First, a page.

killed him. The moment I had toughed him, the heart of the 62 year old man that George had obtained through his illegal black market dealings to cheat death failed. While the heart attack was instant, his suffering would be eternal.

Two spirits, that of George and that of Samuel, rose from the body. George looked around in bewilderment while Samuel let out a sigh. Without a word I put the glove back on my left hand and waited as I had been instructed. The wait wasn't long. Less than thirty seconds passed before the ground opened up and a giant claw shot out to drag George down screaming.

I shook my head at Samuel as the pit closed. “Theatrics. That is all that was. They could have easily had me create a regular door directly to them, or sent one of their dark warriors to collect him. But that isn't my call. That is all it is most of the time you know. Theatrics. Smoke and mirrors. Mortals expect a certain flair, otherwise they don't believe. Even then they sometimes don't believe, always wanting more or bigger.”

I touched the wall and created a door of shining white light. “Go on through, your soul can be at peace now. Your place has been reserved. Because you were a God fearing man and taught your son to be the same, you will be given three options. This much I can tell you. Eternal rest among the Glory Fields, rebirth, or a position among us where you will work for humanity in a job that fits you until you wish to move on to a new life or eternal rest.”

“Are you an angel? Are you my Guardian Angel?”

I released a small chuckle. “I am an angel in the broadest sense of the word. I am Death.”

At that Samuel let out a small laugh of his own. “That's funny. That is my last name.”

“I know.”

“Ha! I guess you would! Of course, you dress more like my son did, God rest his soul, then any Grim Reaper I could ever imagine. I mean, where are the robes and the scythe and the skeleton bones? How can I be afraid of someone who looks so human?”

The edges of my lips curved upward. “How indeed? Now go, your future is waiting.”

Samuel Death took two steps and stopped. “Answer me one thing first. Since you are Death, you would know I'm sure. My son Daniel was murdered about three years ago.” Samuel looked down at the corpse. “Murdered by this man and his people while my son was investigating his illegal activities. He was a private detective you know.” Samuel laughed. “But you know all that I guess.”

“Indeed I do, just as I know they murdered you because of his investigations.”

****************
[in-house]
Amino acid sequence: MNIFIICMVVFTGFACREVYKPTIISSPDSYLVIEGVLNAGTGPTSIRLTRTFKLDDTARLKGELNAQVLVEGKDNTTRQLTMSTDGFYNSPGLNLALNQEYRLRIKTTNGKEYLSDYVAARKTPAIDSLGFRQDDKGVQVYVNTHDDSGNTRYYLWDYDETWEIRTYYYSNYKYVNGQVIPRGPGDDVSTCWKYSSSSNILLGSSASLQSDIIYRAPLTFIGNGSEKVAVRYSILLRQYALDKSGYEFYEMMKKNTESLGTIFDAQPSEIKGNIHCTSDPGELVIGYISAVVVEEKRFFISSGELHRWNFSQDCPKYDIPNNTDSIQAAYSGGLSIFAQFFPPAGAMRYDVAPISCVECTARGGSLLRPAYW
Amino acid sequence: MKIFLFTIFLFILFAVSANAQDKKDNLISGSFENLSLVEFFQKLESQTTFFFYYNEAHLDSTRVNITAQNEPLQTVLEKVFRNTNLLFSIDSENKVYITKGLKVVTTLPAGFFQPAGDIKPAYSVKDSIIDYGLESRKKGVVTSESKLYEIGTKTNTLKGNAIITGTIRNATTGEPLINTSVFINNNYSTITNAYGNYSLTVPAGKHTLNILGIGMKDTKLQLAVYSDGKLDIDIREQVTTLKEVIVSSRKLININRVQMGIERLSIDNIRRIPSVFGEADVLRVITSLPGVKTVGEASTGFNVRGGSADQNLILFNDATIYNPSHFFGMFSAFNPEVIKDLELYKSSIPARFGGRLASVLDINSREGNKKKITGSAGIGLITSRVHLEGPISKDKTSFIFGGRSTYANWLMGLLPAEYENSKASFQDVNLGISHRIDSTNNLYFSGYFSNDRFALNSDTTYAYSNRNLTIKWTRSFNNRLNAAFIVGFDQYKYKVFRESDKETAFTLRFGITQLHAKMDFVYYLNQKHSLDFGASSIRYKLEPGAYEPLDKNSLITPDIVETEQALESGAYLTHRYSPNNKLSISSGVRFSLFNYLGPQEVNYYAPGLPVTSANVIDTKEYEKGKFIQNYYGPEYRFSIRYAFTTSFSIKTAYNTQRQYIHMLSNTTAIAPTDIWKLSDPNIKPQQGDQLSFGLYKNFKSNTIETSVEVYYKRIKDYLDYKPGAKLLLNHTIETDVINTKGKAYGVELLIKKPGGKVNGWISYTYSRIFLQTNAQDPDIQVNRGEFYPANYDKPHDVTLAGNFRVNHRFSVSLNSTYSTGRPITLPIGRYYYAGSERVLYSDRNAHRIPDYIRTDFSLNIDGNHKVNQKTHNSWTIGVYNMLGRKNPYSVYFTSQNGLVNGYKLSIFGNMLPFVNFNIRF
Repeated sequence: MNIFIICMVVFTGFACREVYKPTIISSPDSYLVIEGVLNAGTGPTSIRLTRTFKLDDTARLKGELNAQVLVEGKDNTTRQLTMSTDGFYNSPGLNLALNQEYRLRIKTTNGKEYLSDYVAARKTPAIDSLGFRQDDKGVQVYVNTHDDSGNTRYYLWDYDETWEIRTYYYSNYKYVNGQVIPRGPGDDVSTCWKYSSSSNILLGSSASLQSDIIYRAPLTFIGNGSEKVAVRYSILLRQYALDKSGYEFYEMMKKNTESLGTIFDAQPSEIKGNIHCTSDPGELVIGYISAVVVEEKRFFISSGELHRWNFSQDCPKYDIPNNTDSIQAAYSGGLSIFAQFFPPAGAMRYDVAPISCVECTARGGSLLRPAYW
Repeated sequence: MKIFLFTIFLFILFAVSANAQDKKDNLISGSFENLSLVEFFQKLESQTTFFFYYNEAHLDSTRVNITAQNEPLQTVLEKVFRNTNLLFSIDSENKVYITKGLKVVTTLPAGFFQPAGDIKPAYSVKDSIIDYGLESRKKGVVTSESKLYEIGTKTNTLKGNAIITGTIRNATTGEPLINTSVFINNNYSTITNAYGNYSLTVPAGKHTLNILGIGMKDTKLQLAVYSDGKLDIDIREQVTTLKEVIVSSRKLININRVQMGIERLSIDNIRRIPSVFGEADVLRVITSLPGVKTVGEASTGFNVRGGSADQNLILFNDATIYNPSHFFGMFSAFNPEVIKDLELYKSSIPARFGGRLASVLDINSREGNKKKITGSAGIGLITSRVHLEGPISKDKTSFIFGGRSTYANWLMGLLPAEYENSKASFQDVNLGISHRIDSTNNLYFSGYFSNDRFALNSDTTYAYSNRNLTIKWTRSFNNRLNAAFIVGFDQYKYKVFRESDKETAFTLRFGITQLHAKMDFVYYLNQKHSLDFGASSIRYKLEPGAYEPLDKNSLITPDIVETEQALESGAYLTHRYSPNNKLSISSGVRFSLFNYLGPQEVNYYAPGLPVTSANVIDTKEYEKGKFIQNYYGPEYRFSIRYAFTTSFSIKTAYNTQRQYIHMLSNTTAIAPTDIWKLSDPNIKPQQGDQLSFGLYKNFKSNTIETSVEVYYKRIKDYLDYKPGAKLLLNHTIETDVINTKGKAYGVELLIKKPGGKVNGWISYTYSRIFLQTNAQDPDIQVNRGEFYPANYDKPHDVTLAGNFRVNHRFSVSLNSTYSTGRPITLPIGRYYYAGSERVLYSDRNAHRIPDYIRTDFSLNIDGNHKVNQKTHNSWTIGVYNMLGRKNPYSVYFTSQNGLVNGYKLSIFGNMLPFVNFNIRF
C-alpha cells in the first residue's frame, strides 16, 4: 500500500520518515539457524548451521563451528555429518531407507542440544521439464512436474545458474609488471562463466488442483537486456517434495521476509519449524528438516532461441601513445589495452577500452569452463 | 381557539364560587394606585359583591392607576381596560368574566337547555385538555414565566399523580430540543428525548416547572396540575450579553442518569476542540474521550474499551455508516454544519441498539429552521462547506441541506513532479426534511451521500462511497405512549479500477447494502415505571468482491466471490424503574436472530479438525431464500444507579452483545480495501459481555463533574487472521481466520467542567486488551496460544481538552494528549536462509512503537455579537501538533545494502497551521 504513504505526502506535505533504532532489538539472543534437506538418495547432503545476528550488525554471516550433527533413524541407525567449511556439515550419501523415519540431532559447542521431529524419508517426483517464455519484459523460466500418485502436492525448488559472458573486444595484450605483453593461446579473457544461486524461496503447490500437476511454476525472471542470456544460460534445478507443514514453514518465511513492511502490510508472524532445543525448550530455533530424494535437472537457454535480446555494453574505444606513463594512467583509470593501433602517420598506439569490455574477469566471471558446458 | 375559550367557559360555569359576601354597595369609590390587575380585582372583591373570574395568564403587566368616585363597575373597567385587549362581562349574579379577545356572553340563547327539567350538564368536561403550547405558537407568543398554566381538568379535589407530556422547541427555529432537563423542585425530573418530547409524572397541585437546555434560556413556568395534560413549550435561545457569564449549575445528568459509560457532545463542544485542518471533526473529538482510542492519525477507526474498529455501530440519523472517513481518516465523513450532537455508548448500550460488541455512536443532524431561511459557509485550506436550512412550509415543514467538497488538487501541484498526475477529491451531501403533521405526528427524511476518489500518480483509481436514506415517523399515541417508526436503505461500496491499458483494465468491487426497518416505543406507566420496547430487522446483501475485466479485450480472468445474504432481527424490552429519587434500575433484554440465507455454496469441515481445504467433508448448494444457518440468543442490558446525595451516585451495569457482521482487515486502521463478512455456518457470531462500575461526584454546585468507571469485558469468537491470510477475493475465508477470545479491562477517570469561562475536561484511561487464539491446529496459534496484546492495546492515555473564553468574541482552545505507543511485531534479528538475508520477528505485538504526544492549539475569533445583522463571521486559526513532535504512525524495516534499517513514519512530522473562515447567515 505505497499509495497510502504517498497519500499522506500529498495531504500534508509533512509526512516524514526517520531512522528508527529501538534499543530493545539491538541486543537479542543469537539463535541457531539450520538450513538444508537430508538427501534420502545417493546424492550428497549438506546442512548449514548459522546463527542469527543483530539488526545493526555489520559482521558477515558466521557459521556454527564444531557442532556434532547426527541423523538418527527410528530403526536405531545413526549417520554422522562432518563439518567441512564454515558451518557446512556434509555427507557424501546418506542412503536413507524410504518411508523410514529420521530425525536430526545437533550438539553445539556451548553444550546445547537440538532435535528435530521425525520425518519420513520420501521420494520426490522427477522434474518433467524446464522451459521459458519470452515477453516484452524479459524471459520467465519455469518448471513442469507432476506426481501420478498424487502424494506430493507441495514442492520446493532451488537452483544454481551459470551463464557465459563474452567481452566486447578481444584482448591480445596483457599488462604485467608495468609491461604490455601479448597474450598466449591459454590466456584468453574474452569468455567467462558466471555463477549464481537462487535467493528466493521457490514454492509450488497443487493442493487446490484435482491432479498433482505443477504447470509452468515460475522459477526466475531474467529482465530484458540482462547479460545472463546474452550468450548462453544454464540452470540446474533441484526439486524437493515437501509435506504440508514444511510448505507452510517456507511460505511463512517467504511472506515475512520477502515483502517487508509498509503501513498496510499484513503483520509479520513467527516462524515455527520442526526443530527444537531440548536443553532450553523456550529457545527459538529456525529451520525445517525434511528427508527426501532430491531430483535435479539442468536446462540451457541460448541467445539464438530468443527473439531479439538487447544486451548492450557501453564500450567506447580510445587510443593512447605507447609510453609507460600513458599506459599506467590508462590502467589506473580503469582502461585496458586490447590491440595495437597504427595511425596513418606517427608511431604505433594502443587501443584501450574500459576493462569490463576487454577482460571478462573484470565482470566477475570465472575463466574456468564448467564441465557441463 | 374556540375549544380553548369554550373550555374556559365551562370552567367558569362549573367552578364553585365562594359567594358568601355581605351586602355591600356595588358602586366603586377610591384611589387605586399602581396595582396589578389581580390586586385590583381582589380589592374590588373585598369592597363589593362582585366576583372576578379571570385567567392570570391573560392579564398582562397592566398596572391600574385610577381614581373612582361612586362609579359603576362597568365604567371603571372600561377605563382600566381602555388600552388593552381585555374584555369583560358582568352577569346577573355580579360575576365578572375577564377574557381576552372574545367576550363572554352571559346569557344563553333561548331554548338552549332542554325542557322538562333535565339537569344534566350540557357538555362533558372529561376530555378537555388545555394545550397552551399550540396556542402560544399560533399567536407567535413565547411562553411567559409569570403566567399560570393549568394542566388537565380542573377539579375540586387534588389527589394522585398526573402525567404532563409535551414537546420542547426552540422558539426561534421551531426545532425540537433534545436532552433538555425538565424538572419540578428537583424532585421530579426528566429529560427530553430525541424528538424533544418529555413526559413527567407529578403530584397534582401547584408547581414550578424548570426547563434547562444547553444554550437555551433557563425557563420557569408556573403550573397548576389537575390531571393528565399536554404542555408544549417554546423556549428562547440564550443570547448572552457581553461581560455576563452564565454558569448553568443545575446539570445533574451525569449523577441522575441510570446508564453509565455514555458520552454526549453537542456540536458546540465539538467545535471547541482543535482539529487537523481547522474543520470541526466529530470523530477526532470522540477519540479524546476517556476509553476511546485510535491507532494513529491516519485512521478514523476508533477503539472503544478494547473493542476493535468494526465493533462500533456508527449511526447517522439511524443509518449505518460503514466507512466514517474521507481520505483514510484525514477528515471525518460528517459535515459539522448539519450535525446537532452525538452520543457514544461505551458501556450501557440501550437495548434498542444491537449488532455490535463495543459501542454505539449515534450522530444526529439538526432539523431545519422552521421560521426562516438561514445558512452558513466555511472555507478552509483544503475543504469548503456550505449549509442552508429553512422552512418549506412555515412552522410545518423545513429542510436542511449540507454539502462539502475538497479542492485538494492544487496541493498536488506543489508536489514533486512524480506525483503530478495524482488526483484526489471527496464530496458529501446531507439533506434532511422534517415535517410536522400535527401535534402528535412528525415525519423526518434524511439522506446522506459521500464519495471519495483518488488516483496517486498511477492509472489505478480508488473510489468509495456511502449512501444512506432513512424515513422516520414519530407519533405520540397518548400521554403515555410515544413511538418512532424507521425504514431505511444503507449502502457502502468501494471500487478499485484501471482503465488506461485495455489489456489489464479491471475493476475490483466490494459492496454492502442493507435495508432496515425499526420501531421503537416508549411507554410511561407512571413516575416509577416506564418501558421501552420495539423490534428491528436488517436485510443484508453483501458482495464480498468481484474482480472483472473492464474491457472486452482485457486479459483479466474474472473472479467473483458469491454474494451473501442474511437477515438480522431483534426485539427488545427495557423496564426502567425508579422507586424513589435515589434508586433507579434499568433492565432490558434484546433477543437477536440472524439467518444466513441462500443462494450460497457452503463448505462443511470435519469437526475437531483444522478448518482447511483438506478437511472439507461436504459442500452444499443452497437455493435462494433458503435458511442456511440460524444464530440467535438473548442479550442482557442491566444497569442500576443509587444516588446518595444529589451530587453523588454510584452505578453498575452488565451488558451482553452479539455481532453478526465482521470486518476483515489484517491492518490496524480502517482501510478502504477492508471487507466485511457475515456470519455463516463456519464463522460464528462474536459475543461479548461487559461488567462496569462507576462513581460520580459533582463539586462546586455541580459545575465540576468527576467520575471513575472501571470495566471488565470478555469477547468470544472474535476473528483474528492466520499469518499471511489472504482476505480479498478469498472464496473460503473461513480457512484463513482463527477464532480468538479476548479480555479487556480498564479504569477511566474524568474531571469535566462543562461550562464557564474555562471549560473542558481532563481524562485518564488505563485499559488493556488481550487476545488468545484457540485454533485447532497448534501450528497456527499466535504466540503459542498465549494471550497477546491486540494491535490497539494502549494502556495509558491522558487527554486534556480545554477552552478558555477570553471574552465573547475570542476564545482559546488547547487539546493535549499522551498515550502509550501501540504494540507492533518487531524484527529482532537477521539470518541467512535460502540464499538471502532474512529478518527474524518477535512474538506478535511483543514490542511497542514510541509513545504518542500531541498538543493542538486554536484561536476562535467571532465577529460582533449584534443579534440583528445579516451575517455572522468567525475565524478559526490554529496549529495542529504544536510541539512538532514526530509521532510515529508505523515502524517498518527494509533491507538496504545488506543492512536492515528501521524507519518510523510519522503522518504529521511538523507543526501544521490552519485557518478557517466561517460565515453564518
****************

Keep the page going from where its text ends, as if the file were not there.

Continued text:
Samuel nodded. “Funny, I don't feel anything about being murdered. I guess it is because I have no physical body. Anyway, would you happen to know what became of my son? Did he find peace?”

I wrapped an arm around his shoulder and led him towards the door as my eyes began to water. “Samuel Hamilton Death, trust and believe when I tell you that he has more happiness now then he ever had in life. His days are full and his heart fuller because of the things you taught him and the way you brought him up. He has found favor with the One-Who-Is-All and it is because of your son that I am here today to avenge your murder and send you on your way with a lighter heart.”

“Will I see him again?”

The tears wouldn't stop as I answered. “No matter the choice you make when you enter that door, you will see him again as clearly as I see you.”

Samuel embraced me. “Surely I must be loved by God if even the Grim Reaper weeps for me.”

With that my father turned and entered the doorway. With a wave of my hand I closed the portal and wiped my eyes.

“You didn't tell him,” a female voice said seconds before Uramiah melted out of the wall.


“Why not?”

“Because I didn't want to sway his choice. I don't want him to take a job, let alone a job he might not want or be suited for, just to see me again. If eternal rest or rebirth is his true hearts desire, who am I to keep him from that?”

“So your name when you were alive really was Death.”

“Yeah. I guess you could say I was born to do this job.”

Uramiah looked up and to the right, then grinned. “It seems I've got a new Guardian Angel trainee. Can you guess his name?”

I half sniffed, half laughed. “Somehow I'm not surprised. I always thought of him as my Guardian Angel when I was alive.”

One of the Reaper initiates appeared. They pulled back the cowl to reveal a head full of blond hair and a woman with suntanned skin.

“What is it Abigail?”